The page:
4 The US Supreme Court is set to hear its first post-Roe abortion case
It’s considering whether access to abortion pills should be restricted even further. (The Economist $)
+ The stakes for abortion rights couldn’t be higher. (Wired $)
+ The country’s anti-abortion movement is affecting access to IVF, too. (Vox)

5 X has lost a lawsuit against an anti-hate speech nonprofit
The US judge dismissed it as a ‘vapid’ attempt to punish the group. (The Guardian)

6 Things are looking up for FTX customers
It’s looking like they’ll get a lot more money back than originally thought. (FT $)

7 You can’t opt out of Google Search’s chatbot anymore
The company wants feedback, and it wants it now. (Ars Technica)
+ Why you shouldn’t trust AI search engines. (MIT Technology Review)

8 How drones are becoming a valuable tool for animal rights activists
Eyes in the skies can help them to uncover wrongdoing on a colossal scale. (The Guardian)
+ The robots are coming. And that’s a good thing. (MIT Technology Review)

9 Even spies need a good coworking space
Specialist offices designed for dealing with highly sensitive information are on the rise. (Bloomberg $)

10 Meta is hiring AI researchers without even interviewing them
Even Mark Zuckerberg is getting involved and messaging would-be candidates himself. (The Information $)

Quote of the day

“There are holes a mile deep in this guy’s resume, but he’s managed to figure out how to take his chess pieces and move them correctly.”

—A disgruntled startup founder takes aim at the hype surrounding OpenAI founder Sam Altman, Insider reports.

The big story

What happens when you donate your body to science

October 2022

Rebecca George doesn’t mind the vultures that complain from the trees that surround the Western Carolina University body farm. George studies human decomposition, and part of decomposing is becoming food. Scavengers are welcome.

George, a forensic anthropologist, places the body of a donor in the Forensic Osteology Research Station—known as the FOREST. This is Enclosure One, where donors decompose naturally above ground. Nearby is Enclosure Two, where researchers study bodies that have been buried in soil. She is the facility’s curator, and monitors the donors—sometimes for years—as they become nothing but bones.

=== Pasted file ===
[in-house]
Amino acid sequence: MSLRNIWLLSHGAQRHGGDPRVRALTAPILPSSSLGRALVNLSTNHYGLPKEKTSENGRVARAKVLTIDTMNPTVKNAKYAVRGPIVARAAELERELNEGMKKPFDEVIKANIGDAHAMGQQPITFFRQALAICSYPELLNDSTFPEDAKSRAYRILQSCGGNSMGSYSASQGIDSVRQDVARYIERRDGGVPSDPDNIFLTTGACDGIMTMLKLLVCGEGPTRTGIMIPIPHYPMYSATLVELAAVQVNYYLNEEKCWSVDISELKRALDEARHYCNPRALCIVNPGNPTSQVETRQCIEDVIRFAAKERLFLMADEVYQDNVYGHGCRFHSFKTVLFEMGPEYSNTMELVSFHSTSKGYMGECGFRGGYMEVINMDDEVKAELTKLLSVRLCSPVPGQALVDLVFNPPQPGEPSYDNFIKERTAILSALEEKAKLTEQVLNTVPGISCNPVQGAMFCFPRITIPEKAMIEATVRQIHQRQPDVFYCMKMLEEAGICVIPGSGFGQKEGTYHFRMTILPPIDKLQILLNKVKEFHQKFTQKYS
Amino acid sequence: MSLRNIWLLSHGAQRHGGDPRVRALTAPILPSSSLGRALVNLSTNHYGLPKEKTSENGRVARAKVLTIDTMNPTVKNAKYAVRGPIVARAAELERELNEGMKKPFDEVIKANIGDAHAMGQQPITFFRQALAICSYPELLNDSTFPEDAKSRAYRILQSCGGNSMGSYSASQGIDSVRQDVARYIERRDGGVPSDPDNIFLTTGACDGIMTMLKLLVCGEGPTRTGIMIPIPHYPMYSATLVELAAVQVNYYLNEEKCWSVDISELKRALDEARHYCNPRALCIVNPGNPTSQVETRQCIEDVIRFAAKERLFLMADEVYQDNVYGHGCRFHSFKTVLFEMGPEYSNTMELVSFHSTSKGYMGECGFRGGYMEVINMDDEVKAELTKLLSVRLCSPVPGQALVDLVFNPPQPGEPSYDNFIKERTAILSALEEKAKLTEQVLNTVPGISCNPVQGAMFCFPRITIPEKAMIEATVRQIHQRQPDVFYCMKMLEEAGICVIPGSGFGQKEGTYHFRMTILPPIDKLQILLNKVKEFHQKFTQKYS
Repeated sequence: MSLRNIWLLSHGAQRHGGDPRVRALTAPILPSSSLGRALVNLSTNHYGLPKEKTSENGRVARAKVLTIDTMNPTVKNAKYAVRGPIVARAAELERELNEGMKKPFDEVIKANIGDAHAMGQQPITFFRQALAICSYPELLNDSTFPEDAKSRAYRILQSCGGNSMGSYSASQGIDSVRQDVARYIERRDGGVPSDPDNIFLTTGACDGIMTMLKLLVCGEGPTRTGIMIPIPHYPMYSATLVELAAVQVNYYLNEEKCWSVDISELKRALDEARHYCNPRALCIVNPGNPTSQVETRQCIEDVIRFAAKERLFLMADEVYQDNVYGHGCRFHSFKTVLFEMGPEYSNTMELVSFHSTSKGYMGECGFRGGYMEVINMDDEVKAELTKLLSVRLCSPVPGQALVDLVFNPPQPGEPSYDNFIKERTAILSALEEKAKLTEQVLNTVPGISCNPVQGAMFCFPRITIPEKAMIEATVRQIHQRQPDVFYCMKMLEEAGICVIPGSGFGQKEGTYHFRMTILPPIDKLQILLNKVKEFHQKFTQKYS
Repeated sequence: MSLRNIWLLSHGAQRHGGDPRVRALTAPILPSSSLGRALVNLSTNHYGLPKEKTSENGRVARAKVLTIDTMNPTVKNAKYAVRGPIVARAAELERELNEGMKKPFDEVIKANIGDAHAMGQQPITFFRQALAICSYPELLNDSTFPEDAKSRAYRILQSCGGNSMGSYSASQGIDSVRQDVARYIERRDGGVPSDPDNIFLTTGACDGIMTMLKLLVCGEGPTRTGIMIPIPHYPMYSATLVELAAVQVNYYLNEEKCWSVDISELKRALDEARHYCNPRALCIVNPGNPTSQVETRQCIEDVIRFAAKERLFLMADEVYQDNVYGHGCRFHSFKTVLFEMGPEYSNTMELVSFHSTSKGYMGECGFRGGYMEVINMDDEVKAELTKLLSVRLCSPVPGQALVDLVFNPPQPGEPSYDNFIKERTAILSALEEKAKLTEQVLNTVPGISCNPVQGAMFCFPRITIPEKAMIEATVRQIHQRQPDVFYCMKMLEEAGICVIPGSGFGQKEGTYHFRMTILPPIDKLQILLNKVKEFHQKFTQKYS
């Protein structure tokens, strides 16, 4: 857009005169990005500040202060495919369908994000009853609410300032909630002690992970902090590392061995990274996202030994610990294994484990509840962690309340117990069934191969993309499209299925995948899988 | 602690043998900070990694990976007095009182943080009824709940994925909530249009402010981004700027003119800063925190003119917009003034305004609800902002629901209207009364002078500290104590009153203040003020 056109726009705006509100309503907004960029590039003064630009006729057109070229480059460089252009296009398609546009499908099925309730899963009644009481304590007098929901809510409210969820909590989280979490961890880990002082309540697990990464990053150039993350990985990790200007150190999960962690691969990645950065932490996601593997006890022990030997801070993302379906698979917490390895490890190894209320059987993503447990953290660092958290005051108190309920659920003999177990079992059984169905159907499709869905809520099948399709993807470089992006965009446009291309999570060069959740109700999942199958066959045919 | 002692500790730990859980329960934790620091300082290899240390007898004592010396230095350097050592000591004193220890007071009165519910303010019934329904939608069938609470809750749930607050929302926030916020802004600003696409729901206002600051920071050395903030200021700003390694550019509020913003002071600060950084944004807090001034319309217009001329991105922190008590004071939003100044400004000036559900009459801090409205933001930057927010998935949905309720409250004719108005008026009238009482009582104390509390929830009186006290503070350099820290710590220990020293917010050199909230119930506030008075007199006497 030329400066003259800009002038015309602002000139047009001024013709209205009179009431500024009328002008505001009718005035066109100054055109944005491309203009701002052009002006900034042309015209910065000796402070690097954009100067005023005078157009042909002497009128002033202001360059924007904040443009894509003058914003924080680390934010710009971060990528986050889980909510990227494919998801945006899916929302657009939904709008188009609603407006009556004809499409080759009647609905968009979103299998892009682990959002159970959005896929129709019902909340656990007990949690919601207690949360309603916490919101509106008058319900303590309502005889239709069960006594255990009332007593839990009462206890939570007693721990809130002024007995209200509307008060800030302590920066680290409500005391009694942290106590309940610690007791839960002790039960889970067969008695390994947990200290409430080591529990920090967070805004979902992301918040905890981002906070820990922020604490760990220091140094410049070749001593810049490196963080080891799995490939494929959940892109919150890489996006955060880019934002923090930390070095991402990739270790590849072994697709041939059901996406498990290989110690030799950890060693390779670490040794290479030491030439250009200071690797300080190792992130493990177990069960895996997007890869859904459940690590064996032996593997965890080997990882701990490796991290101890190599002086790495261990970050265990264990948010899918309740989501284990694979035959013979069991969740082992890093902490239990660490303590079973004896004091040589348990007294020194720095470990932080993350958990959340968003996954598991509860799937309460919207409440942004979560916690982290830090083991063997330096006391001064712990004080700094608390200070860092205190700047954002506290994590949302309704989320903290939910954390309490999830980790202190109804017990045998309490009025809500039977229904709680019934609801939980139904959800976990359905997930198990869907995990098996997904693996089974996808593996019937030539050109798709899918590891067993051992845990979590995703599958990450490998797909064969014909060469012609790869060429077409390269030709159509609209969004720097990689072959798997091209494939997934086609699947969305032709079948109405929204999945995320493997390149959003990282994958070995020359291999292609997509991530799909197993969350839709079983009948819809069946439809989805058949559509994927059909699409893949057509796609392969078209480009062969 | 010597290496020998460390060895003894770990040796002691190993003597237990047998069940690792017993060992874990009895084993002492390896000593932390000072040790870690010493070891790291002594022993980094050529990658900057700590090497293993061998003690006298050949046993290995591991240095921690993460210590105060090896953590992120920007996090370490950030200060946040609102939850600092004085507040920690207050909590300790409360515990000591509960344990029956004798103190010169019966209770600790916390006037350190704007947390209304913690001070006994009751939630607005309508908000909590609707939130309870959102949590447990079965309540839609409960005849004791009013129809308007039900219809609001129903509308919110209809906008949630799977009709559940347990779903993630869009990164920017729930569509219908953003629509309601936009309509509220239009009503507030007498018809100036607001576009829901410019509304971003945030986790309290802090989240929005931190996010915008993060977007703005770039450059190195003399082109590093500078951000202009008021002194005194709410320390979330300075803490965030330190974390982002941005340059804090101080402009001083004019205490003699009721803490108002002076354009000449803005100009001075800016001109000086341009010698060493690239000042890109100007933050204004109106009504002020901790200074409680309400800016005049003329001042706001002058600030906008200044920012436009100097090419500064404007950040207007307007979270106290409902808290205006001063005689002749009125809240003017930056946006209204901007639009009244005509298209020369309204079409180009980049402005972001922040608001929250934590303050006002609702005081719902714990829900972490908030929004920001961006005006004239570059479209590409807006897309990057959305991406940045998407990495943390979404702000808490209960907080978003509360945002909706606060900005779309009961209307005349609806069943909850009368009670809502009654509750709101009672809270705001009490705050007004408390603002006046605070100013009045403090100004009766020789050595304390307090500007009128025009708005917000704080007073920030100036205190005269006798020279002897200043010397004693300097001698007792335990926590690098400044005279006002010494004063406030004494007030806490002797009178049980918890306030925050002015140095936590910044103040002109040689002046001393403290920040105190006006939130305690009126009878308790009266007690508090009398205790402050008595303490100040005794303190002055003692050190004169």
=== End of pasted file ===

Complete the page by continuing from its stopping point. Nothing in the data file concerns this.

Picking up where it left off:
In the US, about 20,000 people or their families donate their bodies to scientific research and education each year. Whatever the reason, the decision becomes a gift. Western Carolina’s FOREST is among the places where watchful caretakers know that the dead and the living are deeply connected, and the way you treat the first reflects how you treat the second. Read the full story.

—Abby Ohlheiser

We can still have nice things

A place for comfort, fun and distraction to brighten up your day. (Got any ideas? Drop me a line or tweet ’em at me.)

+ If you fancy trying to spot the solar eclipse on 8 April, these cities are your best bet.
+ Huge relief in Scotland, after a stolen gorilla statue was recovered after a year on the loose.
+ Rollercoaster Tycoon is the game that shaped a generation.
+ Nothing but respect for Ilia Malinin, the American teenage figure skater who delivered a winning performance this weekend to the Succession theme tune.

Leave a Reply

Your email address will not be published. Required fields are marked *